Other techniques can signal to the reader that your memory is sketchy or that you’re using creative license to fill in the missing pieces. This is just what author Joyce Wadler did in a recent New York Times essay, “To the Best of My Memory, It Was Love.” Here are some of the ways she qualified her memories, while also making us trust her as a reliable narrator. Writing about her gorgeous cousin, who “made old men weep,” Wadler says:
I don’t remember men literally weeping, by the way—that’s hyperbole. And if I did I wouldn’t trust myself, because according to an article I read recently, what we consider a memory is actually a memory of a memory, which we refine every time we tell it. And as writers are known to be great embellishers and we are dealing with a story that is well over 55 years old, consider yourself forewarned.
If you, like Wadler, tell your life stories to the best of your memory, and still find some scenes remain inaccessible, just let the reader know that you are filling in blanks.
4. Add authentic dialogue.
Writing down remembered conversations is one of the most engaging techniques for a lively memoir. In working with and teaching memoir, we’ve noticed that the biggest sin of omission in many unpublished memoirs is the lack of realistic and exciting dialogue. Many beginning writers are wary of dialogue because they aren’t comfortable “putting words into other people’s mouths” or they don’t really remember what the other people in the story said.
“How can I write dialogue I barely remember between people? Or, when I wasn’t there to actually hear it?” many students ask. “What about conversations before I was even born? Do I just…well, make it all up?”
The answer is, you do recreate it. This so-called “embellished dialogue” is acceptable in memoir because the reader understands the writer is not a tape recorder. As memoirists, we are recalling to the best of our ability what was said. You can always remind the reader that you are writing conversations as you remember or imagine them. We all realize that memory is faulty and that different people may remember completely different snatches of conversation, depending upon their own points of view.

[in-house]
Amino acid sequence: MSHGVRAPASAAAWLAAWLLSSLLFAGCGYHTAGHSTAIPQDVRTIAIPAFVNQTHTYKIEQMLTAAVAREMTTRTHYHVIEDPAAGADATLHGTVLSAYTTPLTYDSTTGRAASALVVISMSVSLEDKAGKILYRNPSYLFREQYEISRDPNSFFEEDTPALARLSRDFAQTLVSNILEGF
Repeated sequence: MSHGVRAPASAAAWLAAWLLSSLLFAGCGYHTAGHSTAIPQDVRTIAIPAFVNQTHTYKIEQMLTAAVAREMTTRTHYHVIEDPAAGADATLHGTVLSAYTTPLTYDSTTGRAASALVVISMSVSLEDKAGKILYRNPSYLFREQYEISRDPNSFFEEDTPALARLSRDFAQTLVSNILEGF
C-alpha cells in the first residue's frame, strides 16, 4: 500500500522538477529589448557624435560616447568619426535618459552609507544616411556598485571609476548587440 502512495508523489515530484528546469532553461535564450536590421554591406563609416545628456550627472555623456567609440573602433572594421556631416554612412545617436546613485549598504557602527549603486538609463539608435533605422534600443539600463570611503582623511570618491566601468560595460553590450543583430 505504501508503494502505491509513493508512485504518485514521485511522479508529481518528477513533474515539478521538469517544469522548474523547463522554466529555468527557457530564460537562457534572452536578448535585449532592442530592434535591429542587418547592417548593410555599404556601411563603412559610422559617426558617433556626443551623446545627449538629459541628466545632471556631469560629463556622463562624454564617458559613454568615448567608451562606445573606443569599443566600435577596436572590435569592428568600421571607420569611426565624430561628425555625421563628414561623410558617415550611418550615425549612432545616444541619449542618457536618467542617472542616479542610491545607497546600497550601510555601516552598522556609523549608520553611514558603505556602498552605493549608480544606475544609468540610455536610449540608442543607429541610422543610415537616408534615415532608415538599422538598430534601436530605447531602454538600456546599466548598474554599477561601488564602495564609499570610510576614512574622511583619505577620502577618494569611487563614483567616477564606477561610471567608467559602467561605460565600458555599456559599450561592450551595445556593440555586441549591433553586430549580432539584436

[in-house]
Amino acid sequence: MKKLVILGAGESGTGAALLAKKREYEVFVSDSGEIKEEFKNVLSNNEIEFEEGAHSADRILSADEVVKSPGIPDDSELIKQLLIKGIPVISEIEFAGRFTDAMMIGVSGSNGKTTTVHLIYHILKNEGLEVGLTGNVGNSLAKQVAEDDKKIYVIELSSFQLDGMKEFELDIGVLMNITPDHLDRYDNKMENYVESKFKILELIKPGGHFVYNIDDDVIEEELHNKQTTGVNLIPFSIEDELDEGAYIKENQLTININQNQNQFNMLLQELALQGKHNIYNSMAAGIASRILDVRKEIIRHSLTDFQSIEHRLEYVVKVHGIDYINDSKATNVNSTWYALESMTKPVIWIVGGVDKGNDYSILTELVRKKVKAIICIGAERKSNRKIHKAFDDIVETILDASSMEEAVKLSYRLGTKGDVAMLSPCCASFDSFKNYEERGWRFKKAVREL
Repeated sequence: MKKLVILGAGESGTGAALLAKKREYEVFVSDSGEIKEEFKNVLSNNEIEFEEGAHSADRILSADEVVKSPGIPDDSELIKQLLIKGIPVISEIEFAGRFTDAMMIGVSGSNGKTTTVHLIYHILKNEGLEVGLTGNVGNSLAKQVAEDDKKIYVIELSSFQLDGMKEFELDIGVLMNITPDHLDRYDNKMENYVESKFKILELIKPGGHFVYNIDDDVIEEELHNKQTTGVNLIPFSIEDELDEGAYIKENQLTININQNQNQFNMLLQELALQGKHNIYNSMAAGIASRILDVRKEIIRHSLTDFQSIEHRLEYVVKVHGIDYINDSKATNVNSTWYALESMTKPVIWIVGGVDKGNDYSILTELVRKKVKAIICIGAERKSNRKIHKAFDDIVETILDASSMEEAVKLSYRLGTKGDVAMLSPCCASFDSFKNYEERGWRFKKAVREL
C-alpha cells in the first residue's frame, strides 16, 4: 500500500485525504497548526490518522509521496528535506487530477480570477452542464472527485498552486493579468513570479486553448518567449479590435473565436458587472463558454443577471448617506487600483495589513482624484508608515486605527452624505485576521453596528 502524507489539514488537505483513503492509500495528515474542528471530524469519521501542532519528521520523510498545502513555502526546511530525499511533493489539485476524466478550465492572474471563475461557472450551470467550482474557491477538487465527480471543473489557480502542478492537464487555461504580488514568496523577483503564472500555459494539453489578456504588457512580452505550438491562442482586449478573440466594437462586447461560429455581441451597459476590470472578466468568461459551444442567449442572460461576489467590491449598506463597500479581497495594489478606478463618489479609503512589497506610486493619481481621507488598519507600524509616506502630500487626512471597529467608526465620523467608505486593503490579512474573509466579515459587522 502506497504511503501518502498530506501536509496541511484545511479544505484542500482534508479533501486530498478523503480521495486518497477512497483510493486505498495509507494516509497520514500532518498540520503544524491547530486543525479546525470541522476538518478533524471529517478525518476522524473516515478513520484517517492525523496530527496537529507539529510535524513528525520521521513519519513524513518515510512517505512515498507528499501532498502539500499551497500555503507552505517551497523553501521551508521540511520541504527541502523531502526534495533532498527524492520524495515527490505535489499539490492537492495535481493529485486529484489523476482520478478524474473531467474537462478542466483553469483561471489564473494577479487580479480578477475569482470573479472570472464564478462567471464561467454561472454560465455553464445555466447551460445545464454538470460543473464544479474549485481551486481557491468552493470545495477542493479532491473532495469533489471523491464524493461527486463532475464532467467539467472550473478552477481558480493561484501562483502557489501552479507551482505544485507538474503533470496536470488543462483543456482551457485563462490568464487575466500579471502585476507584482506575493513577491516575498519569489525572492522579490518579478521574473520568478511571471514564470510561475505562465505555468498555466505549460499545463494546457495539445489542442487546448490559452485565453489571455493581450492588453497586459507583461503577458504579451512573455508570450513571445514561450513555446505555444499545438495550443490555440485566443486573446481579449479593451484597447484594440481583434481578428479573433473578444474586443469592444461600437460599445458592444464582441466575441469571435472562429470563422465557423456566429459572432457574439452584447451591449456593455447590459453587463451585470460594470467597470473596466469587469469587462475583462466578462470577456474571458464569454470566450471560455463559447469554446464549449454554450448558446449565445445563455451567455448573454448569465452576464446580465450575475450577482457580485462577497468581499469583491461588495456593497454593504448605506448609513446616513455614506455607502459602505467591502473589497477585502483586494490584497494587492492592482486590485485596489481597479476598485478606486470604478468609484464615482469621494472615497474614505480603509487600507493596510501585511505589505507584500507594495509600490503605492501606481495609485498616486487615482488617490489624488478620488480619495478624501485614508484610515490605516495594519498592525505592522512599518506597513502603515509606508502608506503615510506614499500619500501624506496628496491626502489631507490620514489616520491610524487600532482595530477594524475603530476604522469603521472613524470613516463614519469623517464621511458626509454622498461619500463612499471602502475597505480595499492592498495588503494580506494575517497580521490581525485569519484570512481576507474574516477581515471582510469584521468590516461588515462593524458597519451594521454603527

But it’s worth the risk of someone protesting, “That’s not what I said!” because dialogue is a vital element of storytelling and it’s important to include dialogue in every scene.
Well-crafted dialogue is also a technique for suggesting other points of view. It is a release from what can too often feel like being trapped in an elevator with a first-person narrator. Dialogue opens up the action to other voices and tones.
5. Be selective about when and how you show your work to others.
It is hard enough to remember scenes from your life without having family, friends, or observers—whether well meaning or competitive—correcting your angle of vision with their own. We always advise our students and clients not to show their memoir, especially as they are first drafting it, to family members or spouses, co-workers or even some friends. Your evolving memoir needs a good first reader, critique group, editor, or agent. These professionals and writing peers know how to nurture a growing book with honest and constructive criticism. They understand how vulnerable a creation can be in its first stages of life, and how much harm unskilled probing and tampering can cause.
There will be a proper time to expose your memoir to other readers who are not writers or publishing professionals—and that should be when you have at least a finished first draft of your book. Only then should you consider involving non-writers in the process, such as family members or friends.
This is not to say that you can’t research, and ask questions of fact with others who shared your life story, or even at some final point show certain sections of your memoir to those about whom you’ve written.
- Lee Gutkind, author of Keep It Real: Everything You Need to Know About Researching and Writing Non-Fiction, explains that creative nonfiction “presents or treats information using the tools of the fiction writer while maintaining allegiance to fact.” Gutkind’s Creative Nonfiction magazine is one of the best places to find quality non-fiction and memoir.
- Robert Root and Michael Steinberg’s anthology, The Fourth Genre: Contemporary Writers of/on Creative Nonfiction, covers the landscape of some of the best memoirists at work today.
Excerpted with permission from OUR LIFE IS A BOOK: How to Craft and Publish Your Memoir, by Brenda Peterson and Sarah Jane Freymann, published by Sasquatch Press, 2014.